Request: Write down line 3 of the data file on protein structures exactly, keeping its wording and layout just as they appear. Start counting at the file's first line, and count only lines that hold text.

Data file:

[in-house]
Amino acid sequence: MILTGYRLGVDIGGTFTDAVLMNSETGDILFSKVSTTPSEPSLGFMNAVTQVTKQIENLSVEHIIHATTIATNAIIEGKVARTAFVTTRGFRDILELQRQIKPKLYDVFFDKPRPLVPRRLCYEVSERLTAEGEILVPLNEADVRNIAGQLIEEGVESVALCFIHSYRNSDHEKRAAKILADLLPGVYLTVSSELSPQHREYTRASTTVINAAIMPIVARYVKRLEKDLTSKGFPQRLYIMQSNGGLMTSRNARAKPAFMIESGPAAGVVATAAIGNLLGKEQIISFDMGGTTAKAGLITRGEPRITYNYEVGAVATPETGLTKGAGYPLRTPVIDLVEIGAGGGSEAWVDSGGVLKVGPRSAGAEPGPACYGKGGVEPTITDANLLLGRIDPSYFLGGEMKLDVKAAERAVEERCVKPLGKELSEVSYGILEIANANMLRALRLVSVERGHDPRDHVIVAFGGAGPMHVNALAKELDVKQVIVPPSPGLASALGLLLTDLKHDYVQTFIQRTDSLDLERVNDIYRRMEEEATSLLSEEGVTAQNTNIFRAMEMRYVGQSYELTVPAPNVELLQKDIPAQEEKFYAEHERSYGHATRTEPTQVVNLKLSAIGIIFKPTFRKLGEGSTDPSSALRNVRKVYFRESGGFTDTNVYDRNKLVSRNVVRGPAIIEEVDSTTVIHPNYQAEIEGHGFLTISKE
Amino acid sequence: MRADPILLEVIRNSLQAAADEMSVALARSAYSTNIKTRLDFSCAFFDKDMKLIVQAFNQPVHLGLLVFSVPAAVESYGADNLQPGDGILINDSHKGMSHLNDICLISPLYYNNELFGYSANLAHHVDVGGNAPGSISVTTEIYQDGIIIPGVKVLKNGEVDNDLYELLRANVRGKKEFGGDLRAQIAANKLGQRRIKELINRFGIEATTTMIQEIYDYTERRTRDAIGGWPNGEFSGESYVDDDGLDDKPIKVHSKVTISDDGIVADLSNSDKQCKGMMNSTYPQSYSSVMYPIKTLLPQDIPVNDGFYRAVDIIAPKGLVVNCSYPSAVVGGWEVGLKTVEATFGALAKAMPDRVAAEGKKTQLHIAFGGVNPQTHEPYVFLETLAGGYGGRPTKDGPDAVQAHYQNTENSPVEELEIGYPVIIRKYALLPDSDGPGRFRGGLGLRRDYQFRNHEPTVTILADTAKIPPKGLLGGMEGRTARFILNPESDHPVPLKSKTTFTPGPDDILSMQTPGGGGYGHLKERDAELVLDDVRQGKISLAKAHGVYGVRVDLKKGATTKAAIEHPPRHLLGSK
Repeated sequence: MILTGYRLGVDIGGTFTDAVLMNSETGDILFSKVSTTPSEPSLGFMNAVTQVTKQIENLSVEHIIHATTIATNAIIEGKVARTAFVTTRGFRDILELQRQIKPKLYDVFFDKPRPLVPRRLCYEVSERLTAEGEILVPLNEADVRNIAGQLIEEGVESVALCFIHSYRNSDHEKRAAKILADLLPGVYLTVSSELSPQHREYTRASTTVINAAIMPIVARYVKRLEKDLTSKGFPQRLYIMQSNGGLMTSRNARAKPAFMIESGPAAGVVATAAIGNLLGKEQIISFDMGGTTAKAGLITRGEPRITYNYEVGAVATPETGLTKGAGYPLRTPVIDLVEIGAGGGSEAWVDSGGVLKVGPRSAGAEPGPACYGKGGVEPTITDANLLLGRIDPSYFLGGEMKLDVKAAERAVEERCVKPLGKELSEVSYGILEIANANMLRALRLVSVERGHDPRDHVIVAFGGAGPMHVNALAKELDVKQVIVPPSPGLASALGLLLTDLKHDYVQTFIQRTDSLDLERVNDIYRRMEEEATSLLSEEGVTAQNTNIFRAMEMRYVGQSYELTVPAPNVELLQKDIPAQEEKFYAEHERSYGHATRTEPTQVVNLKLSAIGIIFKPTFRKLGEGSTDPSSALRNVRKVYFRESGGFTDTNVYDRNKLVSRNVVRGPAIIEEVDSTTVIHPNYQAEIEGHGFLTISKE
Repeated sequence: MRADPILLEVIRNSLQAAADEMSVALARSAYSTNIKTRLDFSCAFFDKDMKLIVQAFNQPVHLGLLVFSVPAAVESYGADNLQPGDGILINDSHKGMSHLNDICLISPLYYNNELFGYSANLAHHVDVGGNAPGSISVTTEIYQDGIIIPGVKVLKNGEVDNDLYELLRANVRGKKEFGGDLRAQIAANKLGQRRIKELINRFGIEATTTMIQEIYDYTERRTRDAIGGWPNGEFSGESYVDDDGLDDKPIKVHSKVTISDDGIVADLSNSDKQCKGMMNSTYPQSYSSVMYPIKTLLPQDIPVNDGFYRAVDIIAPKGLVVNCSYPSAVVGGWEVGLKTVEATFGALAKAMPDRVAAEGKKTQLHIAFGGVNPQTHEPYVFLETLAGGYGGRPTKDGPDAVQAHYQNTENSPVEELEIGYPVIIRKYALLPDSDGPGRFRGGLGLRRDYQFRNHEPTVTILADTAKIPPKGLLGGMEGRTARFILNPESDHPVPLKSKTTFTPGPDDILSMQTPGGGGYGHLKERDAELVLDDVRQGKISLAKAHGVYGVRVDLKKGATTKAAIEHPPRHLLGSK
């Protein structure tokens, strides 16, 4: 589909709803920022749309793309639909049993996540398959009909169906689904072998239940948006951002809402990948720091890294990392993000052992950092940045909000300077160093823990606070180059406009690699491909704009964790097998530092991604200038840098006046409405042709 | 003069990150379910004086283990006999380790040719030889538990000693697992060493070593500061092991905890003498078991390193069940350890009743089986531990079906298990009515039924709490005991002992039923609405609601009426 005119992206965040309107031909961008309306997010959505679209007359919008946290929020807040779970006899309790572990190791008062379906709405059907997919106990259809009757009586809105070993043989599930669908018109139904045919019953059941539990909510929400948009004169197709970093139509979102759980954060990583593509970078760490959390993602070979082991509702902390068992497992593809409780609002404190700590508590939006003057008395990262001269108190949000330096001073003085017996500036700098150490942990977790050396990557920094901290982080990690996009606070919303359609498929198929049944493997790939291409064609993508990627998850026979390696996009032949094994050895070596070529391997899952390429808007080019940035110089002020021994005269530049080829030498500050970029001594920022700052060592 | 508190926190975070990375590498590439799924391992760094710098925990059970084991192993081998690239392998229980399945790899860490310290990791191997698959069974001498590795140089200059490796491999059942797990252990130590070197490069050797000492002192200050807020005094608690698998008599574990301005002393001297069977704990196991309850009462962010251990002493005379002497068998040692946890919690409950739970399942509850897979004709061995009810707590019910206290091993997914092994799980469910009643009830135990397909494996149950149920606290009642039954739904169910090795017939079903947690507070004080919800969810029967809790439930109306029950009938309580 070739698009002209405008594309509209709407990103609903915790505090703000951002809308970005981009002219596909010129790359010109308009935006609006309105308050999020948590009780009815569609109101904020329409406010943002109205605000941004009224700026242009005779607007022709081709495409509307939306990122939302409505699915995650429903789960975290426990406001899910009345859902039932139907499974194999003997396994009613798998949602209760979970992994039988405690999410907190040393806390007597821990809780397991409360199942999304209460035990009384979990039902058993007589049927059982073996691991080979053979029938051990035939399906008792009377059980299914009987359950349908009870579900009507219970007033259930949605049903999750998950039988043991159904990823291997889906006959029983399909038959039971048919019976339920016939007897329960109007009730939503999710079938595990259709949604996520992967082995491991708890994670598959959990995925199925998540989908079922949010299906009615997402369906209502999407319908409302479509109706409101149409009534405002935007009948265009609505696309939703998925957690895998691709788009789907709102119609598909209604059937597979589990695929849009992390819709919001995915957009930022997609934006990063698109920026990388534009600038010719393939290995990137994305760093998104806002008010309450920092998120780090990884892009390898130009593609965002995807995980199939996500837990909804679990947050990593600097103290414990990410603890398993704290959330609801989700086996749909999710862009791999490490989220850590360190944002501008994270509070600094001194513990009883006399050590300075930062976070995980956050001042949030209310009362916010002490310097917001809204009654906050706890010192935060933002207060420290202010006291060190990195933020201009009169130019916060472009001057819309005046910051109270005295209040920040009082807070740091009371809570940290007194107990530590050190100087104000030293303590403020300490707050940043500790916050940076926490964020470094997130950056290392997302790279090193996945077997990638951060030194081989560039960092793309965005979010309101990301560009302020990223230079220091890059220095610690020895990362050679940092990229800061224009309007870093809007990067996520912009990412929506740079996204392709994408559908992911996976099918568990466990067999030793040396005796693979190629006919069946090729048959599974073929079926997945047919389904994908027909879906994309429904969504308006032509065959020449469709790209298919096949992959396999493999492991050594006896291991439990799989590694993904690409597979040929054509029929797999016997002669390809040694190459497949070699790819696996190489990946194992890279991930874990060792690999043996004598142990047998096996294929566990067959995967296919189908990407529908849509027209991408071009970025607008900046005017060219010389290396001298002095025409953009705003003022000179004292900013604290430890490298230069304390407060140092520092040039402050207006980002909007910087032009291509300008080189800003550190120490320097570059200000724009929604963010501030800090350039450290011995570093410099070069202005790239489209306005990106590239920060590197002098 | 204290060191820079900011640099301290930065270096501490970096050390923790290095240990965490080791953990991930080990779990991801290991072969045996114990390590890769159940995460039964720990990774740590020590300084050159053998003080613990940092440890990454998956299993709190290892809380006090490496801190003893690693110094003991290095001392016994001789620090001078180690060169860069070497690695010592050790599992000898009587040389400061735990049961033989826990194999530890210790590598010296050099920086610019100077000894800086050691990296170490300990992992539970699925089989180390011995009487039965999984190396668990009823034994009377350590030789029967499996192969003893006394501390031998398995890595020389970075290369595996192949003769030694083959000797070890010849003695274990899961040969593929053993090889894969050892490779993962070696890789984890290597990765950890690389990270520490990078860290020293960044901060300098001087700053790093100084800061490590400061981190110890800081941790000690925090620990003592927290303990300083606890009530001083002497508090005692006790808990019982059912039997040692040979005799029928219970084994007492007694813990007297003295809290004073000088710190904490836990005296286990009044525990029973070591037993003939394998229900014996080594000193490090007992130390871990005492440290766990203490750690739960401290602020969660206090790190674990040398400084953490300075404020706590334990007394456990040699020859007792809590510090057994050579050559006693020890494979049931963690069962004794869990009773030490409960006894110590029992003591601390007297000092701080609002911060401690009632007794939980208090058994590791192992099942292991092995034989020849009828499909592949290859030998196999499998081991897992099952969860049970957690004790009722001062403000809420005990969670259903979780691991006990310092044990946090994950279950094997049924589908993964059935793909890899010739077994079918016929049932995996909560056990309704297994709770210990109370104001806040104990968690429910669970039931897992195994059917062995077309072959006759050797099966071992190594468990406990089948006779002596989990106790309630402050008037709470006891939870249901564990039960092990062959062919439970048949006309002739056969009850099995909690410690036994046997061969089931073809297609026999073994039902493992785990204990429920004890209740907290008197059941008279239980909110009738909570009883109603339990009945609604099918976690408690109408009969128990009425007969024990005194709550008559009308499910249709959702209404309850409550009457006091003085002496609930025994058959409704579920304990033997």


Amino acid sequence: MRADPILLEVIRNSLQAAADEMSVALARSAYSTNIKTRLDFSCAFFDKDMKLIVQAFNQPVHLGLLVFSVPAAVESYGADNLQPGDGILINDSHKGMSHLNDICLISPLYYNNELFGYSANLAHHVDVGGNAPGSISVTTEIYQDGIIIPGVKVLKNGEVDNDLYELLRANVRGKKEFGGDLRAQIAANKLGQRRIKELINRFGIEATTTMIQEIYDYTERRTRDAIGGWPNGEFSGESYVDDDGLDDKPIKVHSKVTISDDGIVADLSNSDKQCKGMMNSTYPQSYSSVMYPIKTLLPQDIPVNDGFYRAVDIIAPKGLVVNCSYPSAVVGGWEVGLKTVEATFGALAKAMPDRVAAEGKKTQLHIAFGGVNPQTHEPYVFLETLAGGYGGRPTKDGPDAVQAHYQNTENSPVEELEIGYPVIIRKYALLPDSDGPGRFRGGLGLRRDYQFRNHEPTVTILADTAKIPPKGLLGGMEGRTARFILNPESDHPVPLKSKTTFTPGPDDILSMQTPGGGGYGHLKERDAELVLDDVRQGKISLAKAHGVYGVRVDLKKGATTKAAIEHPPRHLLGSK